[INTERVIEW] Yours truly on .NET Rocks!

clock May 2, 2014 16:30

A few weeks ago I had an interesting and entertaining conversation with Carl Franklin and Richard Campbell of .NET ROCKS, about VB6 migration, the effect that Windows XP retirement is having on companies that can't afford keeping their mission-critical VB6 apps on an unsupported operating system, and a lot more. Yesterday the interview went online, at this URL

Happy listening!

Lecture on VB6 migration at MS Wester Europe ALM Partner Summit, Madrid

clock October 5, 2011 15:07

Next Tuesday (Oct 11) I am giving a speech at the Microsoft Western Europe ALM Partner Summit, Madrid. The topic is of course VB6-to-.NET migration and the title of the session is VB6-to--NET Migration:Myths, Truths, and Real-World Experiences.

If you are there, please pass by and say hi.


Vote for a VB6 migration session at TechEd Europe 2010

clock October 14, 2010 16:45

I submitted a BoF session at TechEd Europe 2010, entitled "VB6-to-.NET Migration: Myths, Truths, and Real-World Experiences".

There is a poll on these Birds-of-Feathers sessions, and only the ones that get most votes will be accepted.

Regardless of whether you attend TechEd, you can help by voting for my session. In addition to having me speak at TechEd, a lot of votes on this session will hopefully convince Microsoft that VB6-to-.NET migration is a hot topic and that they should invest more in that direction.

Basta! 2010 slides available

clock September 27, 2010 15:45

We just uploaded the two slide packs of my session at Basta! 2010 in Frankfurt, Germany.

VB6 to .NET Migration: Myth, Truth, and Real-World Experiences

VB6 to .NET Migration: Tips, Traps, and Techniques

Happy reading!

Facebook Fan Page: Francesco Balena on VB6 Migration

clock January 27, 2010 22:32

Alive and kicking.

We just opened Francesco Balena's fan page on Facebook  (yes, FB on FB!), where I'll publish news about VB6 and migration experiences, including useful technical information, tips, whitepapers, and other resources.

The easiest way to always stay up-to-date on VB6, how to convert your legacy code to .NET, and how to recycle your skills in a more modern programming environment.

Pay attention to orphaned ADODB objects

clock September 2, 2009 01:26

Don't take me wrong: COM Interop is a great piece of technology, and Microsoft developers made wonders with it. If you consider how different the COM and .NET worlds are, it's a miracle that they can communicate with each other in such a smooth way.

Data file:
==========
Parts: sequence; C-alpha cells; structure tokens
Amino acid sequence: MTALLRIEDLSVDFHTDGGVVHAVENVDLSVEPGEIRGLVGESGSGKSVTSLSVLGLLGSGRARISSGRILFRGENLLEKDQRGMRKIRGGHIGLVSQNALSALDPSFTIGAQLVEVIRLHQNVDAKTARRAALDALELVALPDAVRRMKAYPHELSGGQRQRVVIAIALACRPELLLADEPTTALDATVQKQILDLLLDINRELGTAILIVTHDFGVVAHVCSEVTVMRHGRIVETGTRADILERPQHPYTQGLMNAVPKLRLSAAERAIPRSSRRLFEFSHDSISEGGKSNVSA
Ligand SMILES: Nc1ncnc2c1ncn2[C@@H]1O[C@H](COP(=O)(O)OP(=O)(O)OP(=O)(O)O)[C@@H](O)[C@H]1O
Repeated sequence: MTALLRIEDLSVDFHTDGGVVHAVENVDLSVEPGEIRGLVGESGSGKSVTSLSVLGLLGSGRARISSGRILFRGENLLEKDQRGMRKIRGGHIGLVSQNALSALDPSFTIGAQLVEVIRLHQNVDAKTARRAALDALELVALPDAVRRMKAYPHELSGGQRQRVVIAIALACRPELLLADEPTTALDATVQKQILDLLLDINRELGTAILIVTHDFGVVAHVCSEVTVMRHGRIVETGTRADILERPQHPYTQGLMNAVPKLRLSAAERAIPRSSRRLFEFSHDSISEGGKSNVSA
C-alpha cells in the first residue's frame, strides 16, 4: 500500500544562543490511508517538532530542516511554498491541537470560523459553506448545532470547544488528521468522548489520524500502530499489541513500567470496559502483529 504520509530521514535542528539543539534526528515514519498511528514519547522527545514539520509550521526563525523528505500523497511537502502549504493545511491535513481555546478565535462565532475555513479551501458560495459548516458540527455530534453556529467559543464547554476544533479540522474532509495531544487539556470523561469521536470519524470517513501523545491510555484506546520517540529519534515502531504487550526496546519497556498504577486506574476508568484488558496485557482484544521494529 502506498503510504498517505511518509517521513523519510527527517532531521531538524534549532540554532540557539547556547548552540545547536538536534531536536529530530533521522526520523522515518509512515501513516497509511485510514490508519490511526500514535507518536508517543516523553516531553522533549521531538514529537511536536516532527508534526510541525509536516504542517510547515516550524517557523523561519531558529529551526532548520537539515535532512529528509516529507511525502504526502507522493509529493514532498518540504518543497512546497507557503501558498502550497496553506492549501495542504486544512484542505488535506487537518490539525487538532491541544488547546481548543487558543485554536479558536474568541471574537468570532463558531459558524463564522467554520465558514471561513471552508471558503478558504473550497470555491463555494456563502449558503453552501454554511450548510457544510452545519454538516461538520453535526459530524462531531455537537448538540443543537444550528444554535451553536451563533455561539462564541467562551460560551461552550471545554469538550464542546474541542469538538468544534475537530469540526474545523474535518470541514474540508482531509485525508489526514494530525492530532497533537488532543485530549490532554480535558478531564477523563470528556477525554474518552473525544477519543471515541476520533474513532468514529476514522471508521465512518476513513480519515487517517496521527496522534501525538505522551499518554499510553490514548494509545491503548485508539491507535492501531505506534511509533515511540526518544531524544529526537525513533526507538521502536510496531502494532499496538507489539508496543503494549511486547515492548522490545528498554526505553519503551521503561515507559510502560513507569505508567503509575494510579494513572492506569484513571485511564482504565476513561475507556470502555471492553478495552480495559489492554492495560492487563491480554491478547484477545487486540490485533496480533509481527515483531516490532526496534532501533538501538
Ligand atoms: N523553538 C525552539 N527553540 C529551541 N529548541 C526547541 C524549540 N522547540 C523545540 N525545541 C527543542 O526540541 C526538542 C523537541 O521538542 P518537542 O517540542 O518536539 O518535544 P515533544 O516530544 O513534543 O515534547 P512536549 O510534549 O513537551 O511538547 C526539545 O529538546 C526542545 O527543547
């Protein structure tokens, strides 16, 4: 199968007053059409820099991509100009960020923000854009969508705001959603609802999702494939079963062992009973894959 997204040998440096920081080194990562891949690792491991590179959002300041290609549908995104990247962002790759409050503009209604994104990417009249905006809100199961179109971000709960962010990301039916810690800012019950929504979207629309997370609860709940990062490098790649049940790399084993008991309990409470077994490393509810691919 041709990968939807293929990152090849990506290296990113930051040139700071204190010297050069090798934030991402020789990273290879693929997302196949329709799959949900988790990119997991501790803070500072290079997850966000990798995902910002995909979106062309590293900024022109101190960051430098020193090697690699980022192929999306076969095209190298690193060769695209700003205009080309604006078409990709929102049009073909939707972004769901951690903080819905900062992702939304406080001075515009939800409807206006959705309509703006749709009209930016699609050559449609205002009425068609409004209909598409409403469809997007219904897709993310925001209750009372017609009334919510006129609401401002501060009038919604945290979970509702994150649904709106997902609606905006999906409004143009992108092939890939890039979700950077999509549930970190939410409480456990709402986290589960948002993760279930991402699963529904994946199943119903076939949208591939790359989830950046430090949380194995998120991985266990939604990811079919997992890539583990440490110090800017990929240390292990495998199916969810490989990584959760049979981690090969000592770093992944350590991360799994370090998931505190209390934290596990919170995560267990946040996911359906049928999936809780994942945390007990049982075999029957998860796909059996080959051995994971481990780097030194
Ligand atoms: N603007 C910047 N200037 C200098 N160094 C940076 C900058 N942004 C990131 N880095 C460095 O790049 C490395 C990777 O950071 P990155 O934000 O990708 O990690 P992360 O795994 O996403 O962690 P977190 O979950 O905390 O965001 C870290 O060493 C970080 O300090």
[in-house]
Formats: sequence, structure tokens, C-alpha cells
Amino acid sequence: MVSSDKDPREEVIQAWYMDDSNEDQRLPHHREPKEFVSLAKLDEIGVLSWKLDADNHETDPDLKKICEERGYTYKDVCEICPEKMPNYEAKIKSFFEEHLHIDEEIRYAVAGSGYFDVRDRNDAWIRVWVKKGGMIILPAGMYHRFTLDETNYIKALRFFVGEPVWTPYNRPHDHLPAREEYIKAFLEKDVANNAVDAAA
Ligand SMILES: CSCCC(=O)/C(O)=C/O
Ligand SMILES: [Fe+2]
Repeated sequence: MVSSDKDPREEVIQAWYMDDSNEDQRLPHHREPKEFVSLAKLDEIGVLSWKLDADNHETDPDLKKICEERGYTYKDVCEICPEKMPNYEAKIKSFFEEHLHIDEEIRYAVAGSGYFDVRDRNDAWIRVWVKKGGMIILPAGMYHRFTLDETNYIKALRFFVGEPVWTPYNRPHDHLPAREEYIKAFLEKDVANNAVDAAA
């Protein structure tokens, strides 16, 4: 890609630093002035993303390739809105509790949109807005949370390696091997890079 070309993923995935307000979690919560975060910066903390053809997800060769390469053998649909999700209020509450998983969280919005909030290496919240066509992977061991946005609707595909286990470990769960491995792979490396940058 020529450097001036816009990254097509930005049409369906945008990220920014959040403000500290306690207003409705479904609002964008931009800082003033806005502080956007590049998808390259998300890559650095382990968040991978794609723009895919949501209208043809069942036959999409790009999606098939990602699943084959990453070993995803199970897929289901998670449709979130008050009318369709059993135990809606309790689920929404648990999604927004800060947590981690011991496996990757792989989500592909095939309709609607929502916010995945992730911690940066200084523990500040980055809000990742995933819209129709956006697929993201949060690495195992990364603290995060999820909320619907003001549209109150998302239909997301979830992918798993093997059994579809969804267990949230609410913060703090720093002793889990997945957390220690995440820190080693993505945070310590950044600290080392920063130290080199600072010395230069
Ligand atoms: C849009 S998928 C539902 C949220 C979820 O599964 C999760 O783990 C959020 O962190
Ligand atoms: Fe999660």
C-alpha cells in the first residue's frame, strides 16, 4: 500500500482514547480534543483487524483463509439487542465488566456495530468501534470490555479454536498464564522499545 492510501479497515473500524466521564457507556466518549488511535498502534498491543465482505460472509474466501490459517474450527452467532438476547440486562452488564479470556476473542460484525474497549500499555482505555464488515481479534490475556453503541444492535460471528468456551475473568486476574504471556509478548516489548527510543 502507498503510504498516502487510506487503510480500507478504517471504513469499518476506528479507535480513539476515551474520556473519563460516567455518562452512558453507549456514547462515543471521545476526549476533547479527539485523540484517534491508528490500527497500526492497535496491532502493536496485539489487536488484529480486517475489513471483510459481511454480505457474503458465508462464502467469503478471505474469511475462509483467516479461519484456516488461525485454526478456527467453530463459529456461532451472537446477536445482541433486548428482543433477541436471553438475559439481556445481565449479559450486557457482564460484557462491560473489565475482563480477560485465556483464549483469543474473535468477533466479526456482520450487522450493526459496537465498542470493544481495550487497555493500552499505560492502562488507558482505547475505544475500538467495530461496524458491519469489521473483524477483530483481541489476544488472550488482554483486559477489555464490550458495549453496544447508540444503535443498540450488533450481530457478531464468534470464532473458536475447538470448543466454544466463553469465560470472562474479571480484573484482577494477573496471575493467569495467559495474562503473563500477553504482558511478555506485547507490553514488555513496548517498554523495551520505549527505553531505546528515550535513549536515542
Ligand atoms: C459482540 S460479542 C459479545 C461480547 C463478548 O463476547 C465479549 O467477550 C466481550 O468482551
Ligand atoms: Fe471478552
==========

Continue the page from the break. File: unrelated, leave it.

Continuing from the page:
Actually, COM Interop is such a magic that it's easy to forget that all the COM objects that we manipulate from .NET aren't the "real" COM objects. Instead, they are .NET wrappers that redirect all calls to the actual COM object by means of COM Interop. This fact has many implications. Consider for example this VB6 code:

Function GetRecordCount(ByVal cn As ADODB.Connection, ByVal sql As String) As Integer
   Dim rs As New ADODB.Recordset
   rs.Open sql, cn
   GetRecordCount = rs.RecordCount
End Function

As you see, the Recordset object isn't closed explicitly, but it isn't a problem in VB6 because all COM objects are automatically closed when they are set to Nothing or go out of scope. However, if you translate this code to VB.NET you are in trouble, because nothing happens when the method exits. In other words, you'll have an open recordset hanging somewhere in memory and cause unexplainable errors later in the application. For example, you'll get an error when you'll later try to open another recordset on the same connection.

We know that some customers had to work around this issue by enabling the MARS option with SQL Server, which enables multiple active recordsets on any given connection. This might be a viable solution if you are working with SQL Server 2005 or 2008, but VB Migration Partner offers a better way to handle this case: use the AutoDispose pragmas.

In fact, when this pragma is used, all disposable objects are correctly disposed of when they go out of scope. In this case, VB Migration Partner emits the following code:

Function GetRecordCount(ByVal cn As ADODB.Connection, ByVal sql As String) As Integer
   Dim rs As New ADODB.Recordset
      rs.Open(sql, cn)
      GetRecordCount = rs.RecordCount
   End Try
End Function

where the SetNothing6 helper method takes care of orderly invoking the Close or Dispose method, if necessary.

Dynamic Data Exchange (DDE) can be migrated, at last!

clock July 25, 2009 01:41

If you've never heard of Dynamic Data Exchange - a.k.a. DDE - consider yourself a lucky developer. In short, DDE is a simple communication protocol that allows two or more Windows processes to communicate with each other. DDE never really caught on, however a number of Microsoft applications and languages supported it, including of course Visual Basic (starting with version 3, if I remember correctly).

The main pros of DDE are its simplicity and flexibility: in most cases, you just need to set a few properties and you soon have a number of controls in a DDE client application reflect the state of a control in another application. More precisely, you can have a TextBox, Label, or PictureBox in an application (known as the DDE client) to be "linked" to a similar control in another application (known as the DDE server). You can even have multiple clients linked to the same server application, so that when the control in the server app changes, all the client apps automatically receive the new value. The DDE protocol allows other variations on this theme, for example the code in the client app can poke a value into a server's control, so that a client can indirectly notify all other clients that a new value is available.